Employers are increasingly interested in getting value for the money they spend on employee health care, just as they analyze value for any other contractual relationship. Because direct contracts are a partnership between a healthcare system and an employer where they agree on costs, transparency, data sharing, and ways to share savings, the potential for both parties to benefit is significant. For example in Northwell Health’s new direct contract offering, Northwell Direct, where Brighton serves as the TPA [third-party administrator] Partner rates are up to 20% lower than the best traditional rates.
HealthLeaders: What are your plans to involve other employers in this model?
Stefanizzi: We talk to employers all day, every day. We tell the story of how this represents value and savings for us based on repricing analysis and breaks in the adequacy analysis. There are also clinical and quality opportunities to deliver programs that are different and better. Whenever we can, we bring data to the table and emphasize that building relationships between organizations is key.
Zettergren: There is also a measure of credibility when a provider makes this choice for themselves, their employees, and their loved ones. It speaks volumes.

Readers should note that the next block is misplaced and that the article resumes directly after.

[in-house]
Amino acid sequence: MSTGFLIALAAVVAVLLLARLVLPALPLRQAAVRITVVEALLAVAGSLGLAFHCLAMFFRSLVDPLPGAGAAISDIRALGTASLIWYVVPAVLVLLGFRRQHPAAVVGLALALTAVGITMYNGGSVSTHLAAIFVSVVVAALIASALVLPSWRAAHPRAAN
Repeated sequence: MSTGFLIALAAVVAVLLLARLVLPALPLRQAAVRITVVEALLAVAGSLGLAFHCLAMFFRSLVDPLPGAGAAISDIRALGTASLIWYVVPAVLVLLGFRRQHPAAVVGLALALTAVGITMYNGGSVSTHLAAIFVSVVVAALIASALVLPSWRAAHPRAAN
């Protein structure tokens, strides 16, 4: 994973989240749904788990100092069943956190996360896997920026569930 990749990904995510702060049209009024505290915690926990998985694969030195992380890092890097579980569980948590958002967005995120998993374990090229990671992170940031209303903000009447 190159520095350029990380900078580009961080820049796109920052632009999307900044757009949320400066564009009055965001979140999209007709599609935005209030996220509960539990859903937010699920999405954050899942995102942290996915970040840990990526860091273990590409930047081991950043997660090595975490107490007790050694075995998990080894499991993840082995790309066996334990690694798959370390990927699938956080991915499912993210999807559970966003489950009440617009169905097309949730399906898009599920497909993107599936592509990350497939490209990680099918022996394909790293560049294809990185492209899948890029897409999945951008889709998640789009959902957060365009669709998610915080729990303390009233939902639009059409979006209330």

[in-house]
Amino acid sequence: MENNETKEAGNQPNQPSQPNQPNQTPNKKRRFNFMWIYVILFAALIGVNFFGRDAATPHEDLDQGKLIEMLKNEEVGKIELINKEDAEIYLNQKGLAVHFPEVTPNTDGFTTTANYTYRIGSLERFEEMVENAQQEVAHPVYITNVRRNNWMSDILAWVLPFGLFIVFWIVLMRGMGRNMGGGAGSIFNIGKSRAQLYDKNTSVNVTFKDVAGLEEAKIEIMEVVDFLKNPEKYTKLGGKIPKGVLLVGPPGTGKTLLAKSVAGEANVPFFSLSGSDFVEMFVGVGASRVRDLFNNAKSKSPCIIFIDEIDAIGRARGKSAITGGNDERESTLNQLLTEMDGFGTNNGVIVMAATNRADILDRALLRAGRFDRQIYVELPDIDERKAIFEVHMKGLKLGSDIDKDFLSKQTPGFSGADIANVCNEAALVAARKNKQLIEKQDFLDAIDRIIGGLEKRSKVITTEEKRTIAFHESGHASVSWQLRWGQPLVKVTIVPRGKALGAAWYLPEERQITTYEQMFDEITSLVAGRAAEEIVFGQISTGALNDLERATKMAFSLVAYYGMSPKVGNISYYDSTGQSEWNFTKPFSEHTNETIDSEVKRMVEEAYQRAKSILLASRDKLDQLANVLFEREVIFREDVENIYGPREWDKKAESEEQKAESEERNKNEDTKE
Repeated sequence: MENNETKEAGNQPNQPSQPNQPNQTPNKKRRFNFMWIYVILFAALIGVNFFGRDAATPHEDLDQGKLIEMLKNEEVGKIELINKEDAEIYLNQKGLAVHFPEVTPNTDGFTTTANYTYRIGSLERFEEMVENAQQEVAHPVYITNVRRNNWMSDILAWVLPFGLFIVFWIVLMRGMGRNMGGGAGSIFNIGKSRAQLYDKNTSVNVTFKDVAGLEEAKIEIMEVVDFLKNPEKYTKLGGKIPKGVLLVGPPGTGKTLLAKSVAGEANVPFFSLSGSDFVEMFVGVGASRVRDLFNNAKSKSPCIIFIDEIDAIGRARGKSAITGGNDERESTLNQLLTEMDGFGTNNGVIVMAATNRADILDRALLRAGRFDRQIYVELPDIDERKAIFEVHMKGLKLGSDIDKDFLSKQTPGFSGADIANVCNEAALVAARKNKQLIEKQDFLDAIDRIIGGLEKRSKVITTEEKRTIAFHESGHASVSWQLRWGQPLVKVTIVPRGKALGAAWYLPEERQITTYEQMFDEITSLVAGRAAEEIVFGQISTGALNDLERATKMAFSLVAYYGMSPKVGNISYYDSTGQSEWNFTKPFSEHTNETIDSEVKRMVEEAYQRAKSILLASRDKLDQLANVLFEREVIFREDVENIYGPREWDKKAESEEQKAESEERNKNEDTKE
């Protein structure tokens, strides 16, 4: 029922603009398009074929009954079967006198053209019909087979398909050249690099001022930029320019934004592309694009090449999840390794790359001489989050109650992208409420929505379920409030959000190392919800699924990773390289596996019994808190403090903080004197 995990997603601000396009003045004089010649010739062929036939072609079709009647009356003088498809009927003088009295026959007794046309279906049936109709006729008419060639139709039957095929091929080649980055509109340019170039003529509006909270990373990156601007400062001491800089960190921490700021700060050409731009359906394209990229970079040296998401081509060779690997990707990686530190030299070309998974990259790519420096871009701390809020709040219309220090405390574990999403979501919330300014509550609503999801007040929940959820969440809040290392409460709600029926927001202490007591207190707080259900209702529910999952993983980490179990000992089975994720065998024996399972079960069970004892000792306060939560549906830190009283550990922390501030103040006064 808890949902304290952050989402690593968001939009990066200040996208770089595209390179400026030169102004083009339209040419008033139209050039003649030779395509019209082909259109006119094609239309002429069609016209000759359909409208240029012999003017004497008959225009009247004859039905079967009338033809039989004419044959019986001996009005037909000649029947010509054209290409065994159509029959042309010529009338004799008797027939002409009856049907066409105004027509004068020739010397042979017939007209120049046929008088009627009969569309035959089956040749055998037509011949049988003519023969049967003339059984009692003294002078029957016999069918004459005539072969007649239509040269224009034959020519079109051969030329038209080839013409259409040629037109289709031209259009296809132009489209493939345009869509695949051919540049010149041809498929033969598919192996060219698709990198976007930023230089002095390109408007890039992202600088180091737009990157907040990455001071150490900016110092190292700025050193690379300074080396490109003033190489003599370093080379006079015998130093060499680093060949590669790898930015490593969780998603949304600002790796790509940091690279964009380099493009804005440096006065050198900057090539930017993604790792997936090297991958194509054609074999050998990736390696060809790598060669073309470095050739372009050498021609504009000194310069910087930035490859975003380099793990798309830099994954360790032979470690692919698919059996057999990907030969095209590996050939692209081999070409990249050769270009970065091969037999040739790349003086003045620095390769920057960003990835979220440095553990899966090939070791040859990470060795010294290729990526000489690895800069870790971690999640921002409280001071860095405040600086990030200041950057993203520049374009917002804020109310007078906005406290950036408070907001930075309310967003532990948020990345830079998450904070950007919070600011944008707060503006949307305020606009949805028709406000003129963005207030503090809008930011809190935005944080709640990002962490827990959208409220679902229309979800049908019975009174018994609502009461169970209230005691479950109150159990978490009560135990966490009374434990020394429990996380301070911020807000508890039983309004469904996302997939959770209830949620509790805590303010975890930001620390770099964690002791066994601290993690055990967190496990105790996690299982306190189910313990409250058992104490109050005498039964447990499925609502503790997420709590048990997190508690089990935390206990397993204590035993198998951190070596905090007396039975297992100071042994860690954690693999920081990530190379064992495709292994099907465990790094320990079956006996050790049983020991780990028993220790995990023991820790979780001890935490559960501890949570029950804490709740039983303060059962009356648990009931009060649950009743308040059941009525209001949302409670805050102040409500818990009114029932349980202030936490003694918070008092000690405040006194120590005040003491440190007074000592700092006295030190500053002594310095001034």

HealthLeaders: What are the key market drivers, including IDN selection, where direct contracts will emerge??
Stefanizzi: Even a strong IDN may not be enough to meet all needs without turning to others to fill gaps. Specifically for Northwell serving New York, our network needs to span New Jersey, Connecticut and the Hudson Valley.
Zettergren: We’ve seen a lot of vendor M&A activity over the past decade. Today, only a few community hospitals remain — 67% are now part of a healthcare system, according to the American Hospital Association. We will see direct contracts emerging across the country but first in markets where there has been a lot of consolidation and where there is a TPA partner like Brighton to facilitate the partnership.
HealthLeaders: How IDN-affiliated providers see the move to direct contracts?
Stefanizzi: In general, physicians and service providers see relationships directly with the employer positively… The administrative burden for physicians is generally less because they work cooperatively and directly with the network, unlike a traditional carrier… The scope, frequency and denials are also greatly reduced these direct relationships with Employers, resulting in greater physician satisfaction.
HealthLeaders: What impact, if any, is the pandemic having on direct procurement?
Zettergren: Employers across the country have proactively reached out to their local health systems for assistance with COVID-19 safety protocols, on-site testing and on-site immunizations. We have observed that pandemics and workforce changes have been drivers and accelerated interest in partnerships between employers and healthcare systems.
Laura Beerman is a writer for HealthLeaders.